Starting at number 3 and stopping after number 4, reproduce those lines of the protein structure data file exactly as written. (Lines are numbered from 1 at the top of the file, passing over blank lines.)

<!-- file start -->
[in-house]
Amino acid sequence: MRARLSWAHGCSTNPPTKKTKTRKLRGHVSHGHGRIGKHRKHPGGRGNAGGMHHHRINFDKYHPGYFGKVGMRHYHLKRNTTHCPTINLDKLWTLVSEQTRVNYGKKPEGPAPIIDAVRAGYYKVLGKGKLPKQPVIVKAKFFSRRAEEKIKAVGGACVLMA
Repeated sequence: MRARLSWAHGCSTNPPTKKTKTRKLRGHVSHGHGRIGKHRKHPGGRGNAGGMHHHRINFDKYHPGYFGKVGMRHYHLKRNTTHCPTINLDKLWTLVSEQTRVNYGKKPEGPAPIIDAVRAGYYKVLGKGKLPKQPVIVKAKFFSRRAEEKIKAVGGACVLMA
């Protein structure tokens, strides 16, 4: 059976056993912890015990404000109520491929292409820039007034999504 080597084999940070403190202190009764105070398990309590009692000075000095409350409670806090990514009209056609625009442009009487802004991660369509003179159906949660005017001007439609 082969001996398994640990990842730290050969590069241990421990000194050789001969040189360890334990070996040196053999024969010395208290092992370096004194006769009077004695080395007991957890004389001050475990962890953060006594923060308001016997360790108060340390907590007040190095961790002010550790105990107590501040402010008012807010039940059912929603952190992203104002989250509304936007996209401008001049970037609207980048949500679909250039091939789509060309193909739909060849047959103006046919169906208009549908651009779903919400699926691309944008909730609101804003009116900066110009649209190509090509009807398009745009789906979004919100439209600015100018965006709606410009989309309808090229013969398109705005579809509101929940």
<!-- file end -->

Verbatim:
Repeated sequence: MRARLSWAHGCSTNPPTKKTKTRKLRGHVSHGHGRIGKHRKHPGGRGNAGGMHHHRINFDKYHPGYFGKVGMRHYHLKRNTTHCPTINLDKLWTLVSEQTRVNYGKKPEGPAPIIDAVRAGYYKVLGKGKLPKQPVIVKAKFFSRRAEEKIKAVGGACVLMA
């Protein structure tokens, strides 16, 4: 059976056993912890015990404000109520491929292409820039007034999504 080597084999940070403190202190009764105070398990309590009692000075000095409350409670806090990514009209056609625009442009009487802004991660369509003179159906949660005017001007439609 082969001996398994640990990842730290050969590069241990421990000194050789001969040189360890334990070996040196053999024969010395208290092992370096004194006769009077004695080395007991957890004389001050475990962890953060006594923060308001016997360790108060340390907590007040190095961790002010550790105990107590501040402010008012807010039940059912929603952190992203104002989250509304936007996209401008001049970037609207980048949500679909250039091939789509060309193909739909060849047959103006046919169906208009549908651009779903919400699926691309944008909730609101804003009116900066110009649209190509090509009807398009745009789906979004919100439209600015100018965006709606410009989309309808090229013969398109705005579809509101929940």